Some books are too easy to miss. Don’t let this be one of them.
- Author: Corey Ann Haydu
- Publisher: Dutton
- Year: 2017
- Genre vibe: You know how some things are contemporary, but also like, they read like a cult horror novel? It’s like that.
- At a glance: If a girl from Devonairre Street falls in love with a man, he dies. This is the Curse. The Devonairre Street girls live in disgust for the curse, untouched by it as yet. But then a boy they all loved dies, and all of the girls’ lives are thrown out of focus.
The story of this book is kind of unremarkable: I impulse-bought something else a couple days before it came out, then I saw it and went back to exchange. I don’t even remember the original impulse-buy at this point; this book was too good. But what’s funny is I don’t have a lot to say about it.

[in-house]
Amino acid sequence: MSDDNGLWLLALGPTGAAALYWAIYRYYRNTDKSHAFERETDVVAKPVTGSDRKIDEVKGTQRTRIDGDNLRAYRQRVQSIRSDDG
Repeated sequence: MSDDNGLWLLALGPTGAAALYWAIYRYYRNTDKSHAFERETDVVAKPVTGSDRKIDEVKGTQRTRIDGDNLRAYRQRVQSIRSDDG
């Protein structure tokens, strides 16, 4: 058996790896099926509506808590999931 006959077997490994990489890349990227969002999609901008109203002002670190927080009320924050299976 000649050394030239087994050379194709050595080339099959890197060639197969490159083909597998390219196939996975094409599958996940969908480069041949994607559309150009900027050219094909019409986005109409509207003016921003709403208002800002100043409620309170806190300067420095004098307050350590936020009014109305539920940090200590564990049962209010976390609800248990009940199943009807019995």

This is a book about tragedy and grief and how love is both of those things all the time, and I don’t know how much there is to say about that in and of itself. But this book is also a book about Tragic Events. And it’s also a book about Those Girls. Any and all of these things are things that carry a specific taste and feeling–whole books have been written about them on their own. This book is about them all, and in that, it’s heady. A little cloying, a little too much at times. This is a book for people like me, who just really like crying over fictional people. This is a book for a lot of things.
Books like these are quite often my favorite because sometimes they fly under the radar; people aren’t sure how to define or talk about them or figure out even how they feel about them. That’s part of what makes them so good. Books like these are a tangible thing, and they’re hard to let go of while you’re reading them, and after you’re done they leave you with that nameless “holy-shit-what-even-do-I-love-so-much-about-this-book” type feeling. There’s a lot of things in these kinds of book that often just make you feel. And that, I think, is their biggest strength.
So overall, this book is…
- 4/5 stars
- for people who really like feelings (and probably April Tucholke)
- tradition, and old neighborhoods, and knowing how to feel things you wish you didn’t
- Cleopatra by The Lumineers